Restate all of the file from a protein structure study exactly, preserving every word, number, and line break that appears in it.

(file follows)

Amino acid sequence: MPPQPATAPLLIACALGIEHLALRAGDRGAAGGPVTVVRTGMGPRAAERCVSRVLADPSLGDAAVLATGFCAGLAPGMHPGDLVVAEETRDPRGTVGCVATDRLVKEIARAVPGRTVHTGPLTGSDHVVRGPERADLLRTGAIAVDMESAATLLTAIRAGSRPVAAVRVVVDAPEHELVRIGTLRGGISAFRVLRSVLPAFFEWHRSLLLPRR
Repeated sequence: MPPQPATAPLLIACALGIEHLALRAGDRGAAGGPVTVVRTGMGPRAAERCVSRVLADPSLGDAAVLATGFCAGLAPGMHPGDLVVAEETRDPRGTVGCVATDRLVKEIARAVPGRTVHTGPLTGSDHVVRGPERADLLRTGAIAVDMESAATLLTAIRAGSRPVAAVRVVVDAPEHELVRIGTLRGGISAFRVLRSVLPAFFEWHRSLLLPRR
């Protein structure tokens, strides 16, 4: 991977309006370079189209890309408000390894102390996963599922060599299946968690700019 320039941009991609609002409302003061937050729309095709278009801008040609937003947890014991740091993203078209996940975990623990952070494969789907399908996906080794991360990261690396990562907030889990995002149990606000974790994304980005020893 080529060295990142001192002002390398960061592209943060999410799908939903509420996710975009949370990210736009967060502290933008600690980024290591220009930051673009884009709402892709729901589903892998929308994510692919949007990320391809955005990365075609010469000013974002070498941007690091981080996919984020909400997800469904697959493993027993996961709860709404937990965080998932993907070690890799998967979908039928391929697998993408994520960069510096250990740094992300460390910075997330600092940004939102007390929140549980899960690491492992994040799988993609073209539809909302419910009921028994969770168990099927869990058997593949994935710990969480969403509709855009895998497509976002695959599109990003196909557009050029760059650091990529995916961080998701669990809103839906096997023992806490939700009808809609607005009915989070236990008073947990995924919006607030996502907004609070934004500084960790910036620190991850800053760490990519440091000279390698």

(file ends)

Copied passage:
Amino acid sequence: MPPQPATAPLLIACALGIEHLALRAGDRGAAGGPVTVVRTGMGPRAAERCVSRVLADPSLGDAAVLATGFCAGLAPGMHPGDLVVAEETRDPRGTVGCVATDRLVKEIARAVPGRTVHTGPLTGSDHVVRGPERADLLRTGAIAVDMESAATLLTAIRAGSRPVAAVRVVVDAPEHELVRIGTLRGGISAFRVLRSVLPAFFEWHRSLLLPRR
Repeated sequence: MPPQPATAPLLIACALGIEHLALRAGDRGAAGGPVTVVRTGMGPRAAERCVSRVLADPSLGDAAVLATGFCAGLAPGMHPGDLVVAEETRDPRGTVGCVATDRLVKEIARAVPGRTVHTGPLTGSDHVVRGPERADLLRTGAIAVDMESAATLLTAIRAGSRPVAAVRVVVDAPEHELVRIGTLRGGISAFRVLRSVLPAFFEWHRSLLLPRR
């Protein structure tokens, strides 16, 4: 991977309006370079189209890309408000390894102390996963599922060599299946968690700019 320039941009991609609002409302003061937050729309095709278009801008040609937003947890014991740091993203078209996940975990623990952070494969789907399908996906080794991360990261690396990562907030889990995002149990606000974790994304980005020893 080529060295990142001192002002390398960061592209943060999410799908939903509420996710975009949370990210736009967060502290933008600690980024290591220009930051673009884009709402892709729901589903892998929308994510692919949007990320391809955005990365075609010469000013974002070498941007690091981080996919984020909400997800469904697959493993027993996961709860709404937990965080998932993907070690890799998967979908039928391929697998993408994520960069510096250990740094992300460390910075997330600092940004939102007390929140549980899960690491492992994040799988993609073209539809909302419910009921028994969770168990099927869990058997593949994935710990969480969403509709855009895998497509976002695959599109990003196909557009050029760059650091990529995916961080998701669990809103839906096997023992806490939700009808809609607005009915989070236990008073947990995924919006607030996502907004609070934004500084960790910036620190991850800053760490990519440091000279390698």